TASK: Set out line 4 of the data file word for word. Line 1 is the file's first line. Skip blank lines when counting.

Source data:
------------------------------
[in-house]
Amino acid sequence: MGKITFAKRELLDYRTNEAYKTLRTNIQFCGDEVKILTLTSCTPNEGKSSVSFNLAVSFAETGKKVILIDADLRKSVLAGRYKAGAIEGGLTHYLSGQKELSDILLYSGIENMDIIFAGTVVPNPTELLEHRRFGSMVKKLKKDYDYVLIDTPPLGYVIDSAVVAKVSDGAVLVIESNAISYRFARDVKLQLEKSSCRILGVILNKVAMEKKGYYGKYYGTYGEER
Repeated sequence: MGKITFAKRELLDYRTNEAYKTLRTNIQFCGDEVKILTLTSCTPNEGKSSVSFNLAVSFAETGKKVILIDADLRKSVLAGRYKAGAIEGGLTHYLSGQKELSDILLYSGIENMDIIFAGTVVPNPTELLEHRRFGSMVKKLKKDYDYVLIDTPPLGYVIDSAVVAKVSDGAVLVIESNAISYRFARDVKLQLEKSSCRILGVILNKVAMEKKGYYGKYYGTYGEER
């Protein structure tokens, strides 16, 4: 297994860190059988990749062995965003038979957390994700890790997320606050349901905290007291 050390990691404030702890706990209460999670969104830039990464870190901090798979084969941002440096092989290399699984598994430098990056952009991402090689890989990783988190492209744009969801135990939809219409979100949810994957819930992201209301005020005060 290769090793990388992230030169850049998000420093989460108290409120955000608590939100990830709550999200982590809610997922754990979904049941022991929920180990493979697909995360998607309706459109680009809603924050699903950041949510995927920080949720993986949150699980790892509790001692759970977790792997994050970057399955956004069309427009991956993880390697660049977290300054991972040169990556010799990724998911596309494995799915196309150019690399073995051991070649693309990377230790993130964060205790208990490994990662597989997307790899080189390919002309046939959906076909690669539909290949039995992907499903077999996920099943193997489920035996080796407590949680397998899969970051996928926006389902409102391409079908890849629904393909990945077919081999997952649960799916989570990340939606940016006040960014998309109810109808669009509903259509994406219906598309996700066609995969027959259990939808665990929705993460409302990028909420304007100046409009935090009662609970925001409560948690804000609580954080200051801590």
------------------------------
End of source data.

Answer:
């Protein structure tokens, strides 16, 4: 297994860190059988990749062995965003038979957390994700890790997320606050349901905290007291 050390990691404030702890706990209460999670969104830039990464870190901090798979084969941002440096092989290399699984598994430098990056952009991402090689890989990783988190492209744009969801135990939809219409979100949810994957819930992201209301005020005060 290769090793990388992230030169850049998000420093989460108290409120955000608590939100990830709550999200982590809610997922754990979904049941022991929920180990493979697909995360998607309706459109680009809603924050699903950041949510995927920080949720993986949150699980790892509790001692759970977790792997994050970057399955956004069309427009991956993880390697660049977290300054991972040169990556010799990724998911596309494995799915196309150019690399073995051991070649693309990377230790993130964060205790208990490994990662597989997307790899080189390919002309046939959906076909690669539909290949039995992907499903077999996920099943193997489920035996080796407590949680397998899969970051996928926006389902409102391409079908890849629904393909990945077919081999997952649960799916989570990340939606940016006040960014998309109810109808669009509903259509994406219906598309996700066609995969027959259990939808665990929705993460409302990028909420304007100046409009935090009662609970925001409560948690804000609580954080200051801590």